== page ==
New Year’s on the Potomac

Over the past few months, we’ve been following our Civil War soldier Henry Joslin while his company was on picket duty on the banks of the Potomac.  Last we heard Henry and his Company were involved in a skirmish in late October.  Now in the New Year, 150 years ago, Henry is writing home to his mother, thanking her for his new year’s gifts of aprons and cake, which he deems “a very acceptable new year’s gift”, and describes his new duties as the Company’s baker –

We commenced baking to issue bread every day instead of every other day on new years day it toke [sic] nearly 800 loaves per day.  It is no easy job for three of us…to do the work it takes us from sunrise till after dark to do it.

He later writes proudly, “I have got so that I mix and mould same and am getting to be quite the baker.”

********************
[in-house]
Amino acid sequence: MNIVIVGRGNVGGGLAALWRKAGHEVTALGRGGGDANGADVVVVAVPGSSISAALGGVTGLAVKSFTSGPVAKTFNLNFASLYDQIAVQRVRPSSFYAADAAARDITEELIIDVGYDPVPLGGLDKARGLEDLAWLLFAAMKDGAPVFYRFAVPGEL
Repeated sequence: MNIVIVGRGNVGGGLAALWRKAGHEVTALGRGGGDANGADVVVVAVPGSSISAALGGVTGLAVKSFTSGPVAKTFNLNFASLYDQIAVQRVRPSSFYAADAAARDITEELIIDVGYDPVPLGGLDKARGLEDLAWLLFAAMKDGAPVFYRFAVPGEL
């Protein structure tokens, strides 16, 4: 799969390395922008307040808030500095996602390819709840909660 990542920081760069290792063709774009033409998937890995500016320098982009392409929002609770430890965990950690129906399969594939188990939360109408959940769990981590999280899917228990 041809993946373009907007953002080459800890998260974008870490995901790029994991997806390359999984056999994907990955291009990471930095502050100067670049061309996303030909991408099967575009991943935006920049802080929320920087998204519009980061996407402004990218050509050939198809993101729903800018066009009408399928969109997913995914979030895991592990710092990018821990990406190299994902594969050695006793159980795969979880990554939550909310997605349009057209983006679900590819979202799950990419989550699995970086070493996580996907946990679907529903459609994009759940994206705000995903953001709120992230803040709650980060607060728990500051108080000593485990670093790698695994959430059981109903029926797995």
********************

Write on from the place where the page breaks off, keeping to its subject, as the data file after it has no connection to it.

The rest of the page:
The winter seems to be setting in, and Henry hopes this will be the last winter he sees away from home.  We unfortunately know Henry was still in service through the next winter.

I don’t know how long this fighting trade is going to continue but hope not long I would like to get home but do not want to come until the comp’y returns for good which I hope will be before another winter comes on.  We had a little snow this morning not but a little though.

The tone of this letter is certainly different from the previous.  All seems calm for the moment, and Henry is relishing in his new task.  Not quite what one may expect from war letters.  We’ll catch up again with Henry soon!

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Tracey Kry

Assistant Curator of Manuscripts and Assistant Reference Librarian, American Antiquarian Society

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